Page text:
Recall that, in Malayalam, letters may belong to these broad categories:
- equivalent to the vowels
- equivalent to the consonants
- conjugated letters
There are 36 consonants, 25 of which are clubbed into groups of 5 letters with closely related sounds. Each of these consonants have, in turn, about 14 other variants when you add each of the vowel ‘sound’ (not letter) to it. For instance, the first consonant, ‘ka‘ has variants like ‘kaah‘, ‘ki‘, ‘kee‘, ‘ku‘, ‘koo‘, ‘kai‘, ‘kow‘ etc. As mentioned earlier, these variants are obtained by writing the consonant along with a symbol/sign that represents the corresponding vowel equivalents (More about this in Lesson 4).
The large number of consonants obviously makes it impossible to find an equivalent sound in English for each one of them. In fact, some of the consonants may sound almost identical, especially if you are unfamiliar with Malayalam.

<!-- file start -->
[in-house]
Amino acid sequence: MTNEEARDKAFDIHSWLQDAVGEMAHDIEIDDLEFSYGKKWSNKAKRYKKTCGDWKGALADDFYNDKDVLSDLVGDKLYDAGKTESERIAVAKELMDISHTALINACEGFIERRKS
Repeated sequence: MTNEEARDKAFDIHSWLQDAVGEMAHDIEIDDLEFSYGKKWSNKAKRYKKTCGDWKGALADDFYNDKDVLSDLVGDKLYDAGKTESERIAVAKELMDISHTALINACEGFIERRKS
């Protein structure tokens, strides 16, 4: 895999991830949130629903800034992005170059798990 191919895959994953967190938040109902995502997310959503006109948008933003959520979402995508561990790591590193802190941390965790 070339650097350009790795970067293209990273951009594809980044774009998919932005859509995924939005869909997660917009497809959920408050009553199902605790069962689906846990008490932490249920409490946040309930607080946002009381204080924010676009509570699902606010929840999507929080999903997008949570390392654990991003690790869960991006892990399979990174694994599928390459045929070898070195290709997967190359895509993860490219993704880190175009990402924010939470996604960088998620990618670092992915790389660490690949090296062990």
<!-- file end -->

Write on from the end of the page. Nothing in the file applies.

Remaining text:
Wherever possible, we have tried to give an English word to indicate how closely a letter may sound. This, of course, is no substitute for learning the correct phonetic effects of these letters.
Mind you, we only promised you to show how to read and write (not speak) the language. However, if you are desperate and unable to find immediate help, try the audio files on these pages.
The following are the 36 consonants. Click on each consonant to explore in details
As you can see, the first 25 consonants (shown in the first 5 above) are in five distinct groups of 5 letters each. There are two pairs of consonants in each group followed by a nasal sound, which ends a group. In each of the two pairs, the second letter is a stronger sound of the previous letter (eg.’kha’ after ‘ka’ and ‘gha’ after ‘ga’). The last set of 11 consonants (shown in ovals) does not follow this pattern and show little relationship between one another.
Take your time in digesting this lesson. It is a long and hard haul. But believe me, you would have covered most of the ground once you are through with this lesson. (Isn’t that a comforting thought?)